Like fuzz, tremolo has returned to favor after an absence. Live’s Auto Pan can be used as a creditable mono tremolo: reduce the Phase setting and Shape to zero, choose sine wave, and adjust the Amount and Rate to taste. Modern chopper effects are as easy as turning up Shape and Amount, and/or choosing a harder-edged waveform. You can pretty much place this effect anywhere you like in the chain. We have changed the Rate to synched mode, but for an authentic vintage effect you can leave it in the Hz setting. You will want to map the rate and amount to the rack Macro controls.
Basic Live also offers chorus and flanging plug-ins. The internet is rife with free pedal-style emulations as well, so build your rack up as much as you think you need, but like a real pedal board, the simpler the signal chain the better the tone.
Your rig thus far should a sound pretty good—provided you are using the best interface you can afford and making sure the input level of your guitar is not overloading or under powering the DAW. Still, a few things can heighten the realism of your virtual rig.
Live’s Dynamic Tube plug-in will very subtly enhance the warmth of your virtual valve tone. You don’t want to add so much drive that it distorts: you should just barely hear a rounder bottom and softer top end. Throwing in Live’s EQ Eight will let you fine tune any frequencies you fell need boosting or cutting.
The tubes in amps impart a subtle compression you feel more than hear. Add Live’s Compressor with a ratio of 2:1, an attack of about five milliseconds, a slow release, and a threshold of -26 dB. This will make your rig feel more like the real thing, and help it sound more like a finished record.
These last two effects needn’t be mapped as they are of the set-it-and-forget-it variety.
Air It Out
The true test of real amp is how good it sounds in a room, without artificial ambience like reverb or delay. Set properly, your rig should now sound pretty good dry—but who doesn’t like a little delay or ’verb?
Live offers a couple of delays, but for analog-aping awesomeness it is hard to beat TAL Togu’s TAL-Dub. This plug-in, available at kunz.corrupt.ch, does a great imitation of a classic tape echo. Whether used for a simple rockabilly slap, Pink Floyd echoes, or reggae dub effects, it offers analogue-like warmth, ease of use, and a beat synch option. Did I mention it is free? Set it for manual, bring the resonance way down, and link the delays together to emulate an analog delay pedal. For tape delay sounds you will want to increase the resonance; this helps model the changes in tone as tape delays repeat over time. By mapping the delay time and feedback to the Macro controls, you can link them with a MIDI controller to create cool dub effects. Be sure to map the blend control as well; you want to be able to quickly lower the volume as the feedback runs away, to avoid speaker and/or hearing damage. Unfortunately it is not available in a 64-bit version, so unless you can figure out a wrapper workaround you may have to spring for something like Audio Damage’s Dub Station.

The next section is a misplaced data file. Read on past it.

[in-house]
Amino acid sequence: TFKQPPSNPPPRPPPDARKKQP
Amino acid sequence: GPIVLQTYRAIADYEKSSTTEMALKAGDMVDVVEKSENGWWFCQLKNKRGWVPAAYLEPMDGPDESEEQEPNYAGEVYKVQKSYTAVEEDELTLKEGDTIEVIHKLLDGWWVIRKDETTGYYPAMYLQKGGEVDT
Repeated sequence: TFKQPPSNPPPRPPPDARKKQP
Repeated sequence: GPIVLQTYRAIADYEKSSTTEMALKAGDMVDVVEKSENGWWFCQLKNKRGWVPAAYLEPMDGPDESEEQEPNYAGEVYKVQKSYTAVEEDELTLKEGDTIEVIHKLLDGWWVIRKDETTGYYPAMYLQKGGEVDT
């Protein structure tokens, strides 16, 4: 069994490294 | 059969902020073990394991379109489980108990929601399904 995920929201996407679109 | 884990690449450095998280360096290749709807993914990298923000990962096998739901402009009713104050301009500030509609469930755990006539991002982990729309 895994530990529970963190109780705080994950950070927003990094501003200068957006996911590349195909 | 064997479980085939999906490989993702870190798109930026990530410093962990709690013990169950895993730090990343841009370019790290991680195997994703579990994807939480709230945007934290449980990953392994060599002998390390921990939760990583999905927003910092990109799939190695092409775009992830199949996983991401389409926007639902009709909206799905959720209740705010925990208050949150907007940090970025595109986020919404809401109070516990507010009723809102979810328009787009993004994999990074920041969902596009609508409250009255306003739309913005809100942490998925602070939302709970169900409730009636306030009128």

Live’s Reverb makes a perfect final link in your rack’s chain. Use it on Eco setting to save CPU and mimic to the lo-fi sound of springs, or bump it to High for lush Lexicon-style ’verbs. Turning the Stereo setting down to zero will let you place your guitar precisely in the mix, while still adding air.
Once you have your amp rack configured to taste and mapped to the Macro controls, you can set up a MIDI foot controller to turn individual effects on and off in true stomp fashion, and/or an inexpensive hand controller to quickly adjust parameters, as if you were twisting the knobs on a real amp or pedal.
Elaborate, effects-laden amp modeling software like Guitar Rig, Amplitube, and Studio Devil Amp Modeler Pro, are certainly worth the money, but you can learn a lot, have great fun, and cover a wealth of sonic territory for a pauper’s price with this simple setup.